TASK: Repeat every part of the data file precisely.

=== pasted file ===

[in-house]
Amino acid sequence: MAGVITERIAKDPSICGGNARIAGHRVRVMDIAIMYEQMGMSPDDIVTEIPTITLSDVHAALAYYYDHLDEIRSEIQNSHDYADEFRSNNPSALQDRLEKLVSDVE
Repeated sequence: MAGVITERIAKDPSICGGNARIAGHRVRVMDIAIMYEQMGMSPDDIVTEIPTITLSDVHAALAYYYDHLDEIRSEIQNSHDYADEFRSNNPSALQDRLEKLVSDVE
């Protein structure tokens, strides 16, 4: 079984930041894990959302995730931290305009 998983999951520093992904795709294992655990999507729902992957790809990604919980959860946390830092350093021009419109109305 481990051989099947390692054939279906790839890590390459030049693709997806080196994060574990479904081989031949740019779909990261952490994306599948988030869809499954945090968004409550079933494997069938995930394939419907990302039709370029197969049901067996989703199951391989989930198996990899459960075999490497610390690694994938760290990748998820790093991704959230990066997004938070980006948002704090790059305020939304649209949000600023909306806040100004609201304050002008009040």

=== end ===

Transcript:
[in-house]
Amino acid sequence: MAGVITERIAKDPSICGGNARIAGHRVRVMDIAIMYEQMGMSPDDIVTEIPTITLSDVHAALAYYYDHLDEIRSEIQNSHDYADEFRSNNPSALQDRLEKLVSDVE
Repeated sequence: MAGVITERIAKDPSICGGNARIAGHRVRVMDIAIMYEQMGMSPDDIVTEIPTITLSDVHAALAYYYDHLDEIRSEIQNSHDYADEFRSNNPSALQDRLEKLVSDVE
């Protein structure tokens, strides 16, 4: 079984930041894990959302995730931290305009 998983999951520093992904795709294992655990999507729902992957790809990604919980959860946390830092350093021009419109109305 481990051989099947390692054939279906790839890590390459030049693709997806080196994060574990479904081989031949740019779909990261952490994306599948988030869809499954945090968004409550079933494997069938995930394939419907990302039709370029197969049901067996989703199951391989989930198996990899459960075999490497610390690694994938760290990748998820790093991704959230990066997004938070980006948002704090790059305020939304649209949000600023909306806040100004609201304050002008009040």